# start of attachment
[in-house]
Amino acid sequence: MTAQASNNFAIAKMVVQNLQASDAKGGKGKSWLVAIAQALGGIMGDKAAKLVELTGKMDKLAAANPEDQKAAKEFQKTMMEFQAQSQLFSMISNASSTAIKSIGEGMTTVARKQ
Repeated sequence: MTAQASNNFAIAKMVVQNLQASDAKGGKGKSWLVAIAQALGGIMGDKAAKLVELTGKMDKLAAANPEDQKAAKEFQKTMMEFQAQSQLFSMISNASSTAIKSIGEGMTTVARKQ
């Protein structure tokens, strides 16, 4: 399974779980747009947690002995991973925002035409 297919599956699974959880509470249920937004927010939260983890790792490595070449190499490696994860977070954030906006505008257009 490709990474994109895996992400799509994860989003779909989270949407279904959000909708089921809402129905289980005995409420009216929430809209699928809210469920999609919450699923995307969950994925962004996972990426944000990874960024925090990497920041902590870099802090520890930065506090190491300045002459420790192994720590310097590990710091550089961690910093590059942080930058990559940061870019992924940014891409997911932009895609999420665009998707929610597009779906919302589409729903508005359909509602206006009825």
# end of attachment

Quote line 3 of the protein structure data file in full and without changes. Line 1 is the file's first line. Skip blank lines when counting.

Repeated sequence: MTAQASNNFAIAKMVVQNLQASDAKGGKGKSWLVAIAQALGGIMGDKAAKLVELTGKMDKLAAANPEDQKAAKEFQKTMMEFQAQSQLFSMISNASSTAIKSIGEGMTTVARKQ